Monday, January 29, 2018

Stafford Bay Walk: water, water, some mud, more water, and a few sandflies

I arrived in Haast mid afternoon. It was warm and sunny, so after booking in to a backpackers and putting all my wet gear on the line to dry, I set off for a little recce of my trip the next day. First stop the Haast DOC office.

I'd already been in to the Wanaka office, and spoken at length with a friend of mine who happens to work there, who had walked the route late November. She'd told me what to expect regarding the route, in particular the large number of fallen trees I would need to navigate around, that the route mostly followed watercourses, and that the route markers were not always easy to follow. I was planning to use topographic maps I'd downloaded onto my phone, as well as the map and route following features on my Inreach satellite beacon. I wanted to trial their use on a fairly well marked route before using them on my trek in Australia in March, where we'll have no route markings whatsoever. I also wanted to gauge power usage of my devices.

I felt it was probably a good idea to pop into the local office and ask if there were any warnings or issues on the track, as it had been 2 days since I'd left Wanaka, and there had been some rain in the interim.

The woman who answered my query immediately informed me that the walk was a "route" not a "track", in keeping with the way that DOC classifies its walks. Apparently, to her, this immediately signified that I obviously had no idea what I was getting into. She informed me that I should not take the coastal route ( I wasn't planning to!) and then proceeded to interrogate me as to whether I had a beacon (yes), topographic map (yes again) and had let someone know my intentions (goddam I'd done that too!). Finally, after telling me about the windfalls and the dodgy route marking, she tried to put me off by telling me people had died on that track - not just the coastal route, but the inland route as well. What an absolute cow!!

I had a lovely feed of fish and chips and retired for the night, and the next morning drove down to Jackson Bay to begin the walk. I turned on my beacon, informed my friends I was heading off, and scrambled up the incline to the beginning of the track.

The first part follows a muddy, well marked track beside a small stream for about an hour to Smoothwater Stream, where the track forks. The route to Stafford Bay follows the stream upriver, so it's time to take the boots off and wade along in the shallow water in my crocs. Very pleasant, but slow going as you need to keep an eye out for the markers so you take the correct turn up the next stream. In fact I am pleasantly surprised that the route marking is more frequent than I was expecting, and my map and beacon also help me track where I am quite successfully.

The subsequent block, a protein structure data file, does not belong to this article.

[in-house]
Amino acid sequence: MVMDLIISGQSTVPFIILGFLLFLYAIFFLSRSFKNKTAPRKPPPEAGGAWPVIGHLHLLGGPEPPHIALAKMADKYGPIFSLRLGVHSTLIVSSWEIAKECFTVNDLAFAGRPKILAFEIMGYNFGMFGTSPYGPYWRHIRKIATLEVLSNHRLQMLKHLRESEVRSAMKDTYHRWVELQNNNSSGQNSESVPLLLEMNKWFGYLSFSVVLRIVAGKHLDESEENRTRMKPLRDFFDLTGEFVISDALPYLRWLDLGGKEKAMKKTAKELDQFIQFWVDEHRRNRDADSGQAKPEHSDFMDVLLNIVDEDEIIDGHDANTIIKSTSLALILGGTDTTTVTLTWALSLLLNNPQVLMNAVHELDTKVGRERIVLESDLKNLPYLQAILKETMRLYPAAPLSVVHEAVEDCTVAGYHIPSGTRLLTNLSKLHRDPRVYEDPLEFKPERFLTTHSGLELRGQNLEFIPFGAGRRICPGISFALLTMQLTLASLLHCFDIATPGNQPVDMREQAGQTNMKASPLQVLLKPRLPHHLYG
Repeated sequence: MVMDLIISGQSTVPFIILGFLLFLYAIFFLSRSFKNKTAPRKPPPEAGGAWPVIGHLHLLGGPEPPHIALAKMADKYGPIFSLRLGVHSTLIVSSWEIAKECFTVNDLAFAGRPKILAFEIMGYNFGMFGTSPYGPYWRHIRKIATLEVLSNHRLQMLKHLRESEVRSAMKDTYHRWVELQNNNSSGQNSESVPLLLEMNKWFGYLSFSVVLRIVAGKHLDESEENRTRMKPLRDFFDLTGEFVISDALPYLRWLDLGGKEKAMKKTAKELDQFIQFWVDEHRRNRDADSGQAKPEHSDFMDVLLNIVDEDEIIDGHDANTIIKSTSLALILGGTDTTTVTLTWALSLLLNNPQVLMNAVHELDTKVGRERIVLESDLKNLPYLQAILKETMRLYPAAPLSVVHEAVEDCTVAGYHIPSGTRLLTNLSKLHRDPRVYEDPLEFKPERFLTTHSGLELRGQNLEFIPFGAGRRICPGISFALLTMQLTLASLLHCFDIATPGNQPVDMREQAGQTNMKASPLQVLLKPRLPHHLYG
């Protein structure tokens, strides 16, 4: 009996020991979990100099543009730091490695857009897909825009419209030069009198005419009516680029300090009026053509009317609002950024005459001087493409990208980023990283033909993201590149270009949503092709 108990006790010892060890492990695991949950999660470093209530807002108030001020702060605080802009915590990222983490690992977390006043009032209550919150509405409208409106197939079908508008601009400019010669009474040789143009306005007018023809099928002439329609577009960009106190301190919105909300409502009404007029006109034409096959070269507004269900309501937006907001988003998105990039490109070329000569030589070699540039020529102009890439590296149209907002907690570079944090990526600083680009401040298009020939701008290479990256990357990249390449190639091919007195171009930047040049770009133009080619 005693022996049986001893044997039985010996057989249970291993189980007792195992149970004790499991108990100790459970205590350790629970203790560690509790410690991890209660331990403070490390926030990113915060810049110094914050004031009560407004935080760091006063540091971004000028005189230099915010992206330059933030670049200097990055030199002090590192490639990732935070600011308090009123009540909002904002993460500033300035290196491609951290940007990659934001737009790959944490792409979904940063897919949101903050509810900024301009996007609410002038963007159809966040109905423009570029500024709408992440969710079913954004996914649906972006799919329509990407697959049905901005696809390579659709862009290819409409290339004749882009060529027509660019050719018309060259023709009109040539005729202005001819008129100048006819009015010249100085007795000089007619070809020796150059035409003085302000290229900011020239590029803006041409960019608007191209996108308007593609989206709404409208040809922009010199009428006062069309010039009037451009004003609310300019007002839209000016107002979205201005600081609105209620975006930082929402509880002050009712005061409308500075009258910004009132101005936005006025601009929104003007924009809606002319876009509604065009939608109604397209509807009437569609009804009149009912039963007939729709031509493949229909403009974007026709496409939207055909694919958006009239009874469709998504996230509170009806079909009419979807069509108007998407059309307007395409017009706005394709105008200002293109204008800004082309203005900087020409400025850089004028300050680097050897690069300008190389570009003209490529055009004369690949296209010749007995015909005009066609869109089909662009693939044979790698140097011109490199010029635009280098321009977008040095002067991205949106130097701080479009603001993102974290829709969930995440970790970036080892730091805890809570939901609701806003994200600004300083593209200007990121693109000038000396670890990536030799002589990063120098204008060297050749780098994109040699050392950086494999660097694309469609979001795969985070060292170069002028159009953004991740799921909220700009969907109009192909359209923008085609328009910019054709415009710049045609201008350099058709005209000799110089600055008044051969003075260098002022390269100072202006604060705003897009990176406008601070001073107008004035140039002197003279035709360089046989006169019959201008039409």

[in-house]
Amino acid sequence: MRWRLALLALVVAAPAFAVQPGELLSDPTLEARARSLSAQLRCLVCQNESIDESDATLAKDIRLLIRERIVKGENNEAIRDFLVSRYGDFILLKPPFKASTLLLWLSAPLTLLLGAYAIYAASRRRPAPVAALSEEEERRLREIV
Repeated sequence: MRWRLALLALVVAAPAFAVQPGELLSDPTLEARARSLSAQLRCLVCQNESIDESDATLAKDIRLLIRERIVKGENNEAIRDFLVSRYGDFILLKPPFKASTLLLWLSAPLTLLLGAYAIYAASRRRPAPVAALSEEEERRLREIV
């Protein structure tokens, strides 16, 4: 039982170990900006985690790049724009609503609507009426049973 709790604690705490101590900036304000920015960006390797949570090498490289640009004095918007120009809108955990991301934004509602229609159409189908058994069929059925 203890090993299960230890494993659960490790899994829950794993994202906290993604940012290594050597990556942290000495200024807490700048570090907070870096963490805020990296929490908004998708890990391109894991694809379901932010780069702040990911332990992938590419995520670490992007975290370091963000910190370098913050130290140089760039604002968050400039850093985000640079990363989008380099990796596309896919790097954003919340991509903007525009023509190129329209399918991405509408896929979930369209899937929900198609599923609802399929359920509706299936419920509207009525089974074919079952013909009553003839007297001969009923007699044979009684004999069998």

After lunch by the stream I put the boots back on again to climb over the Stafford Saddle. It's a 200m vertical ascent, and although steep in places it's a doddle after the Brewster. The descent brings me to another stream, which I follow all the way down to its confluence with the Stafford River. There's a lot of clambering over boulders and fallen trees, but its impossible to get lost when all you have to do is follow the water downstream.

The Stafford River is a bit wider and deeper than the other streams, but easily crossed, and then it's a short stroll down to the Bay and the hut for the night. I'm the only resident, and I make sure to keep those pesky sandflies out. A short walk along the beach being dive-bombed by oyster catchers, and feasted on by sandflies sees me safe and sound back in the hut well before sunset. I have a nice wash in the river though, and dry all my clothes in the sun.

Overnight it rains, and next morning the clouds are low and there looks to be a lot more rain coming. I go check the river level and it has gone up a good foot. I decide it might be a good time to leave....

The walk out is done almost entirely in my crocs. Aside from the walk over the saddle, where I changed into my boots, I walked in the rivers and streams most of the way. There was a lot more water around, and places that had been dry the day before were now under water. It wasn't deep, or fast flowing, but it was impossible to stay dry so I just stayed in the crocs and plodded on. I took no photos, it was just too wet.

By the time I got to the car the sun was out and the skies had cleared. A quick wash in a nearby stream and some dry clean clothes made me presentable enough to go sample some seafood chowder at the food caravan in Jackson Bay.

Then it was back over the Haast Pass to Makarora for the final 4 days of my self imposed bootcamp.

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